They’re weird, they’re wonderful and many of them can’t be found anywhere else in the world. What are we talking about? Aussie animals!

Australia is one of the few continents in the world where all three groups of mammals – monotremes, marsupials and placentals – can be found.

But how much do you know about our native critters?

The Short-beaked Echidna - not a usual birth


Conservation status: Least Concern

Did you know that Short-beaked Echidnas are one of only two Australian mammals that lay an egg instead of giving birth? The baby echidna, called a puggle, hatches after 10 days and is carried around by the mother for two months in a fold in her skin that acts like a pouch. 

Dingo - not like all the other dogs


Conservation status: Vulnerable

They might look like Fido at home, but did you know that Dingos don’t bark like a domesticated dog? Dingos mainly communicate to each other by howling, just like a wolf. You may even hear them howl at night to let their pack members know where they are or to ward off potential rivals.

Rakali - the original Water Rat


Conservation status: Least concern

You may remember the iconic TV series Water Rats – now meet the original, the Rakali. As the nickname suggests, the Rakali is a rodent that can be found both on land and in water and is the only amphibious land-based mammal found in Western Australia! 

Red Kangaroo - a pregnant pause


Conservation status: Least concern

Aside from being the largest living marsupial in the world (no big deal!), a female Red Kangaroo has the unique ability to pause a pregnancy and delay the birth of a joey until environmental conditions become more favourable. This is known as embryonic diapause. 

Emu - the dedicated single Dad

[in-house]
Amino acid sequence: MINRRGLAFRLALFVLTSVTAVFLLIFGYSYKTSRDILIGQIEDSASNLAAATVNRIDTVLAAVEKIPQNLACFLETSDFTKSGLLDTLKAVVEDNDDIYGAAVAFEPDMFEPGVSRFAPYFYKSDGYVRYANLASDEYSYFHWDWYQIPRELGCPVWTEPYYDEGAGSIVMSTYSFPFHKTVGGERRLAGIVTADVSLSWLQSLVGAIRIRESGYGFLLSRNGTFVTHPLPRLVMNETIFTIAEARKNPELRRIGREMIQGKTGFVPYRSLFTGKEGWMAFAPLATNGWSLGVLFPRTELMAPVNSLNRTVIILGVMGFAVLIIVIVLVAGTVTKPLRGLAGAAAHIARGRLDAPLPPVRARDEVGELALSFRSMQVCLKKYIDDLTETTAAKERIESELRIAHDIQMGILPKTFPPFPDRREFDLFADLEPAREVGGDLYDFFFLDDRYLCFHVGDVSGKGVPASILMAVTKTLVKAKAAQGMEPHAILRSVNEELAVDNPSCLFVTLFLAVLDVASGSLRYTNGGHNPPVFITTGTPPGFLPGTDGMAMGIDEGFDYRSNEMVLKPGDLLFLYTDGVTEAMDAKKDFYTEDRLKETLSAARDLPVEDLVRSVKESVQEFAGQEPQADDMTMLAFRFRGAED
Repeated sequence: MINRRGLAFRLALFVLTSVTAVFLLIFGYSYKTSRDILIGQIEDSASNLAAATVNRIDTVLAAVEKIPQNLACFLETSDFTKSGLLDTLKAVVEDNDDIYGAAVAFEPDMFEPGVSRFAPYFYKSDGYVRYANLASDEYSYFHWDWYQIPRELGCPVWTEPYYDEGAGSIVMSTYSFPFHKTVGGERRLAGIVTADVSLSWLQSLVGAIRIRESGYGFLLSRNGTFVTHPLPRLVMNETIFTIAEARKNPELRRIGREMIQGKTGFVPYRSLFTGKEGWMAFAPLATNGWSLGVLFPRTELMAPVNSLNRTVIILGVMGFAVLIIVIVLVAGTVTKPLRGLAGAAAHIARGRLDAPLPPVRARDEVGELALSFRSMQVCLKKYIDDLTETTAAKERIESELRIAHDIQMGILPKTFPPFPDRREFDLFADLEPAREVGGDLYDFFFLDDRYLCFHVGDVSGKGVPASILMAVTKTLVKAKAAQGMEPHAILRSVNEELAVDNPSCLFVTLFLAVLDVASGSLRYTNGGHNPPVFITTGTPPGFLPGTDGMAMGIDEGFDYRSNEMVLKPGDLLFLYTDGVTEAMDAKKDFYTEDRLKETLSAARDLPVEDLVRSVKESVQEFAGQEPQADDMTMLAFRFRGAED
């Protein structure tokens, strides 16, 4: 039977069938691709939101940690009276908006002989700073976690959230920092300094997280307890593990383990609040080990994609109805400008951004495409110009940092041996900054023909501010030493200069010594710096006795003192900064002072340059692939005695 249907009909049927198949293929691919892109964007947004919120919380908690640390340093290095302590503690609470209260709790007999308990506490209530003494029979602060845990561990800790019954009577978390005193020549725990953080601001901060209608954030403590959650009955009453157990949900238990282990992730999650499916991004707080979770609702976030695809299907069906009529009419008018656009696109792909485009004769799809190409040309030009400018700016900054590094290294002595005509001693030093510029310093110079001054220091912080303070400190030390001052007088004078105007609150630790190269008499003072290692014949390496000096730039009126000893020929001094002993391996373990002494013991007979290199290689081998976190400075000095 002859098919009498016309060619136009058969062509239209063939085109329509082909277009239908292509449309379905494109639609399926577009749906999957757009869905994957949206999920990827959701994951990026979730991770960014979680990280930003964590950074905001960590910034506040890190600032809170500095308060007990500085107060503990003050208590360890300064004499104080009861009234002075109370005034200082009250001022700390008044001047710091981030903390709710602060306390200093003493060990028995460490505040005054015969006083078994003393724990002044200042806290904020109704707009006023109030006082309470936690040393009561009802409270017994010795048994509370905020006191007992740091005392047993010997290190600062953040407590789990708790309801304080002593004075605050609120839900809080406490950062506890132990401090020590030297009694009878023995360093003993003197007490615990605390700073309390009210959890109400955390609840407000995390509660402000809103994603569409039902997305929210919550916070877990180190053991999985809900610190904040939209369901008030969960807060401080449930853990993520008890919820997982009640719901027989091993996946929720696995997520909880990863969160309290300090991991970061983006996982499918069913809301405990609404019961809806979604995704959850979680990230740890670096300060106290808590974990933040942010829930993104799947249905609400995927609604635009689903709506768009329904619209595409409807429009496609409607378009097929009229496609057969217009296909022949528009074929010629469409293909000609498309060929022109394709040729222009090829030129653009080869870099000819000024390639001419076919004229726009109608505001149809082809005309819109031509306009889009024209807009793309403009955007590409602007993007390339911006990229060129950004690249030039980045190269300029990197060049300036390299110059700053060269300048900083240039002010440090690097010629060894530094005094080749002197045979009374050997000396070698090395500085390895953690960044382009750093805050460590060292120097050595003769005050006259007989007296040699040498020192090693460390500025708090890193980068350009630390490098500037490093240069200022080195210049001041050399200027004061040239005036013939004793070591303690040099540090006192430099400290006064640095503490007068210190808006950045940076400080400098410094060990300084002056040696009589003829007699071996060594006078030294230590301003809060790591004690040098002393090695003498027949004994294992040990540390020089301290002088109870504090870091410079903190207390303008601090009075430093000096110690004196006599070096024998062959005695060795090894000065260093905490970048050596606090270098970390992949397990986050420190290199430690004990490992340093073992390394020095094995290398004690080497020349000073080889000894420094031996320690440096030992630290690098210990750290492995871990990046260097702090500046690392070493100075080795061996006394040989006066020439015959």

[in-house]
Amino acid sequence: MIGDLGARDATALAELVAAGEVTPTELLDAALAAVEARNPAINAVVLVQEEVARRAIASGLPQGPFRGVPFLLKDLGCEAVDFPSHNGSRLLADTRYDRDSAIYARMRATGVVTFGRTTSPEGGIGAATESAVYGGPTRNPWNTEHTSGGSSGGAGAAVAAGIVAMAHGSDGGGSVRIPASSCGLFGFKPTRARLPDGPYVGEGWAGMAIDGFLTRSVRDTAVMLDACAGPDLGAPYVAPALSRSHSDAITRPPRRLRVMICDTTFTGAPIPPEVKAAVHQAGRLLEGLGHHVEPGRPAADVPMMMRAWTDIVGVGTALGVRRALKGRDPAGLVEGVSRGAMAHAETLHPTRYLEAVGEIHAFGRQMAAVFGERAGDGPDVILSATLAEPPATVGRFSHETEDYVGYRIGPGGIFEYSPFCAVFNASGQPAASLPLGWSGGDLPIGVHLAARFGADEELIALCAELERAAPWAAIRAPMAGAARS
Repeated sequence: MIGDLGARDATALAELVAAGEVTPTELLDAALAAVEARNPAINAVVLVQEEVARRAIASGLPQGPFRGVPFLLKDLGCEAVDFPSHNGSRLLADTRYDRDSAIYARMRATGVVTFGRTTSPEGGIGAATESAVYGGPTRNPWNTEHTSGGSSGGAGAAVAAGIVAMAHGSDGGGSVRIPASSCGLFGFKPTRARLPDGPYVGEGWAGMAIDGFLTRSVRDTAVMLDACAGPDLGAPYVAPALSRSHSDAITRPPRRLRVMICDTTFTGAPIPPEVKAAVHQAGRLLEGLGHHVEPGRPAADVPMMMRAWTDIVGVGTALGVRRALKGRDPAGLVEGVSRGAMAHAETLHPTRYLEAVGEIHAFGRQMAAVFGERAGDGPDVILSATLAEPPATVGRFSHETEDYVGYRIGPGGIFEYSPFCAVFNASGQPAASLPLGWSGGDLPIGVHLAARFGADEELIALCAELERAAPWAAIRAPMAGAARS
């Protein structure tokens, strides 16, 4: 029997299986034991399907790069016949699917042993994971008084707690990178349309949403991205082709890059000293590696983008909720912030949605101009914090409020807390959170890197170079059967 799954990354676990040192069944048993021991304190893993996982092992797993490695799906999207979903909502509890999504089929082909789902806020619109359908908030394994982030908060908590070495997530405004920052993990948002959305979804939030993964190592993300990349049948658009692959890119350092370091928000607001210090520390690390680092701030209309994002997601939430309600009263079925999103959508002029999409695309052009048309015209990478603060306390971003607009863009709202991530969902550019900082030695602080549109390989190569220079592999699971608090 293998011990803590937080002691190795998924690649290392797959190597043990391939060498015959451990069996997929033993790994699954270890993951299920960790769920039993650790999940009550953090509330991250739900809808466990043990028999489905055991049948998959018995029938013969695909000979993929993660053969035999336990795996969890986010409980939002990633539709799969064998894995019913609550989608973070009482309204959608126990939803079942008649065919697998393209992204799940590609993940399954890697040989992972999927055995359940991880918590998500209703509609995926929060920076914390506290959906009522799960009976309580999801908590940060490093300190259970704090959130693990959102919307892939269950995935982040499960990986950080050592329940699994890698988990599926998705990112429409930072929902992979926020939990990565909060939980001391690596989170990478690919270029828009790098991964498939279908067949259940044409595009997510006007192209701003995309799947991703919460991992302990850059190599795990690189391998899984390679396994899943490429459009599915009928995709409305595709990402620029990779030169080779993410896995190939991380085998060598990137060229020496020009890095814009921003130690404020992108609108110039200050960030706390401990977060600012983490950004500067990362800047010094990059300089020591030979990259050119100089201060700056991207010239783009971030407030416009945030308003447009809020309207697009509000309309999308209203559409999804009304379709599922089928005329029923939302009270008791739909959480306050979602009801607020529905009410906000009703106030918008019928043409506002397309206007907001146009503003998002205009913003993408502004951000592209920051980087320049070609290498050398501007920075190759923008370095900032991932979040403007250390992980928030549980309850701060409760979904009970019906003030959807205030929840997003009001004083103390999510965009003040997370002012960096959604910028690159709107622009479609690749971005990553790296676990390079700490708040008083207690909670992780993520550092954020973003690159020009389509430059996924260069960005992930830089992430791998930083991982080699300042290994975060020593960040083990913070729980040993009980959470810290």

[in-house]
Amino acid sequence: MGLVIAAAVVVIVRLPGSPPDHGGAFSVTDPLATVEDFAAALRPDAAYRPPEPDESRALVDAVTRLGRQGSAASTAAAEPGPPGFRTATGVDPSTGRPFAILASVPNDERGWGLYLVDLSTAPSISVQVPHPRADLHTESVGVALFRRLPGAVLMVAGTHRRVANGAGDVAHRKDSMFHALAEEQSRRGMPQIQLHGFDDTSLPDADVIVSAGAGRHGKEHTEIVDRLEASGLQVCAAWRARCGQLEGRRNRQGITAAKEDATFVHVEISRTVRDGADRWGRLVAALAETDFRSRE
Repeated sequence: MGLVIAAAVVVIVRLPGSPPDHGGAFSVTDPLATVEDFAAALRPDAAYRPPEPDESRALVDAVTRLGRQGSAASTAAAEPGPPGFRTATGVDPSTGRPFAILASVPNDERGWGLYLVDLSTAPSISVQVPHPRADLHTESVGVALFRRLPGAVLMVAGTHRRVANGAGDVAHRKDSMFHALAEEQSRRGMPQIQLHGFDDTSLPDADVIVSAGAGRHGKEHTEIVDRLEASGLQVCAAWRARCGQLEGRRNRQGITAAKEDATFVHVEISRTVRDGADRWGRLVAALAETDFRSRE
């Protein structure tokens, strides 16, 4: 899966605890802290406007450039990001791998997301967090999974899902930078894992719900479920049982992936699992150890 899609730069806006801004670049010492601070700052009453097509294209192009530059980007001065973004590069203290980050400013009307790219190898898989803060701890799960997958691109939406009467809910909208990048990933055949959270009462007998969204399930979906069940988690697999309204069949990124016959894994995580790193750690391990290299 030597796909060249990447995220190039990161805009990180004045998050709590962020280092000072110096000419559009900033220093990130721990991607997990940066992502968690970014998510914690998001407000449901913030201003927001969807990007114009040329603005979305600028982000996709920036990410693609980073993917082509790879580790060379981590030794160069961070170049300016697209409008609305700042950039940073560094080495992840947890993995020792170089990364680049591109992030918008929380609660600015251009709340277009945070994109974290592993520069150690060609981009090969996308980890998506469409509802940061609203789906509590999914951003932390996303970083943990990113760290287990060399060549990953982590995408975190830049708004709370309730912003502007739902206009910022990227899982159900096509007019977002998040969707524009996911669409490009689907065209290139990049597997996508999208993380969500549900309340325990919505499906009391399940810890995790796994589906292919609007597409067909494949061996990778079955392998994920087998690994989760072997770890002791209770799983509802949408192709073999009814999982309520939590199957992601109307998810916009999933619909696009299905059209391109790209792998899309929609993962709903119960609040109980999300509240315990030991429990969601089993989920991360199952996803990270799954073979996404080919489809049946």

Conservation status: Least concern

If you’re a sucker for romance, you probably wouldn’t want to be an Emu. Females will meet a spunky male, have a short-lived romance with him for around five months and then leave once she has laid her eggs. The male will then stay on the nest for eight weeks waiting for the eggs to hatch. Once hatched, the young Emus will stay with the father for up to six-months where he will show them how to forage and survive. 

Quokkas - more than just a pretty face


Conservation status: Vulnerable

With a face that cute, we aren’t surprised these guys are Instagram celebrities. But there’s more to a Quokka than their good looks.

Quokkas can survive for long periods without food or water and, while they might not look like avid climbers, they are also able to climb trees to find food sources. 

Now that you know some new facts about Australian animals, come and meet them up-close on a Bush Buddies, Scaly Mates, Dingo or Best of Australia close encounter. All monies from the Bush Buddies, Scaly Mates and Dingo close encounters undertaken before 2 February 2020 will go towards helping Australian wildlife impacted by the recent bushfires.

Lara Daddo - Digital Marketing Officer at Perth Zoo